Priority Questions

Housing Issues

Barry Cowen


31. Deputy Barry Cowen asked the Minister for Housing, Planning and Local Government the proposed powers and resources of the new national regeneration and development agency; and if he will make a statement on the matter. [9729/18]

This time last week, the Government was talking about its commitments in Project Ireland 2040 to build 500,000 homes. Unfortunately, it rings hollow when we study the figures released today which again surpass previous records on homelessness. There are 9,104 people in homelessness, of which 3,267 are children. There are 1,517 families in emergency accommodation. Announcements, rhetoric and plans are not solving this crisis but putting them into action might help. One of the announcements contained in that document was the setting up of a new national regeneration and development agency. Will the Minister inform the Dáil what proposed powers and resources are available to the agency and when we will see it up and running? When will we see it making decisions that can help regenerate brownfield sites throughout the country and allow people to live in, regenerate and revitalise homes in town centres and brownfield sites throughout the country, as the repair and lease scheme has not?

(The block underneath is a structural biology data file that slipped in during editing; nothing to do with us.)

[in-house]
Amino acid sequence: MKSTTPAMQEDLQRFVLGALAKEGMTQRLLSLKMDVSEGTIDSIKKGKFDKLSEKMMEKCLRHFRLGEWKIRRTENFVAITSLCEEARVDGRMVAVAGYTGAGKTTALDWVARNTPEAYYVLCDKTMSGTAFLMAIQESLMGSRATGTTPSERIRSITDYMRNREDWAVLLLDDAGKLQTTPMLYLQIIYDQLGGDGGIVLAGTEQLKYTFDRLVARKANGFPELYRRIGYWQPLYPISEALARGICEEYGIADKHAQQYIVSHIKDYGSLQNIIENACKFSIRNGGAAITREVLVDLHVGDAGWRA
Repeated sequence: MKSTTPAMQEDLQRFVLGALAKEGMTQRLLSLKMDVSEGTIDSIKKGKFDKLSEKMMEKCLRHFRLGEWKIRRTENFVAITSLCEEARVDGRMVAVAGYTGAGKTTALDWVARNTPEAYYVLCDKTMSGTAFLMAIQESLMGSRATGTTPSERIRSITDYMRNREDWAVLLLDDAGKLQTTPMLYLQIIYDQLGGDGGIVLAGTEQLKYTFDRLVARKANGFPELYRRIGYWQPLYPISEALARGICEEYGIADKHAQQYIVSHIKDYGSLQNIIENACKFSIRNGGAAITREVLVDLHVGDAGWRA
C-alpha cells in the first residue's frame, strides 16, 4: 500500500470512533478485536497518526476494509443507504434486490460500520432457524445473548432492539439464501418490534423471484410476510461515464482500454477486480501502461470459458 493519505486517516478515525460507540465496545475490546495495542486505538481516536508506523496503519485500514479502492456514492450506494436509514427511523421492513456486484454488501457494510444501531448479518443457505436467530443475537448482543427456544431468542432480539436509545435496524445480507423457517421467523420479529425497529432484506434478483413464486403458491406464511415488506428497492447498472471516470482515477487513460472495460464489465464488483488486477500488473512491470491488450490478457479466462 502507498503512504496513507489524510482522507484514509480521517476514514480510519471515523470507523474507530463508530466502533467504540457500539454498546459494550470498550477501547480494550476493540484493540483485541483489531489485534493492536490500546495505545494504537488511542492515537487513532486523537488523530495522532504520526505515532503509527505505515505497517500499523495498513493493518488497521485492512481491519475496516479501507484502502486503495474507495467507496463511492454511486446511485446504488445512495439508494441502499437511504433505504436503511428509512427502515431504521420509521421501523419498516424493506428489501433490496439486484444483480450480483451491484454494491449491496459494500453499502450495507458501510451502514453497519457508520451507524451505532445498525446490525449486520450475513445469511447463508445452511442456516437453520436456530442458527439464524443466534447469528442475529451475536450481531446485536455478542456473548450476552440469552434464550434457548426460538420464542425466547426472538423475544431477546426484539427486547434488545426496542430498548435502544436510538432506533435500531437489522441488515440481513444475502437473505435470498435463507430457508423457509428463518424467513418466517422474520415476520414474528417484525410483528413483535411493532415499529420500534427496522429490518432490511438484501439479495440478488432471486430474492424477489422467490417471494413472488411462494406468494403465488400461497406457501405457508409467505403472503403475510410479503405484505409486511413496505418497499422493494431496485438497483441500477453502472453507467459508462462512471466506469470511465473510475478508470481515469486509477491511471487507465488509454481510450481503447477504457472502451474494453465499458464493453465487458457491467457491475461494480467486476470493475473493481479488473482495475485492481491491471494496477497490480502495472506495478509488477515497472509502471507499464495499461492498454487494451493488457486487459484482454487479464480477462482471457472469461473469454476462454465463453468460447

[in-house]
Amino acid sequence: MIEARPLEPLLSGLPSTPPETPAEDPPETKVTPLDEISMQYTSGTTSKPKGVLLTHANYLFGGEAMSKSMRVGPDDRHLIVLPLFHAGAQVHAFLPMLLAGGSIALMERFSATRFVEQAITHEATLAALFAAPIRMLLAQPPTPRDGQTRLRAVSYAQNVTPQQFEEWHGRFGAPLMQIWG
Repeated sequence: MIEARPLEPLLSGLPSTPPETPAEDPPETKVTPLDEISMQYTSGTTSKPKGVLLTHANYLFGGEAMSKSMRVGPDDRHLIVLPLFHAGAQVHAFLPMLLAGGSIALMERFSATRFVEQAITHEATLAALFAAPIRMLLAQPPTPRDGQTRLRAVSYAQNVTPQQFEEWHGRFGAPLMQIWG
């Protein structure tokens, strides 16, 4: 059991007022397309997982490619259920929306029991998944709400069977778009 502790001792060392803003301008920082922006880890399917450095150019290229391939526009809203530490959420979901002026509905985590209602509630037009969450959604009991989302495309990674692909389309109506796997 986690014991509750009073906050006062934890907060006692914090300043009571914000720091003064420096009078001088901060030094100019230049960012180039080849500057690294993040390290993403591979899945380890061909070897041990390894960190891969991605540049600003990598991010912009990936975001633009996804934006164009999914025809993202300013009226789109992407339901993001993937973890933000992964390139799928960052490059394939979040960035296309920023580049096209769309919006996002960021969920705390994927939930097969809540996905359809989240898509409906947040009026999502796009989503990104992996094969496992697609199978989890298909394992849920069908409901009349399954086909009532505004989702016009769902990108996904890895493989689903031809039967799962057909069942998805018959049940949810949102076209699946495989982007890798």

I thank the Deputy for the question. Project Ireland 2040 signals a significant policy shift towards securing more compact and sustainable urban and rural development, which requires significantly more effective land management in key development areas. Against that background, it is proposed to establish a national regeneration and development agency to assist in ensuring a more effective approach to strategic land management, particularly in terms of publicly owned land. The agency will act as a national centre of expertise, working with and supporting local authorities, public bodies and other interests to harness public lands as catalysts to stimulate regeneration and wider investment and to achieve compact, sustainable growth with a particular emphasis on complex regeneration projects.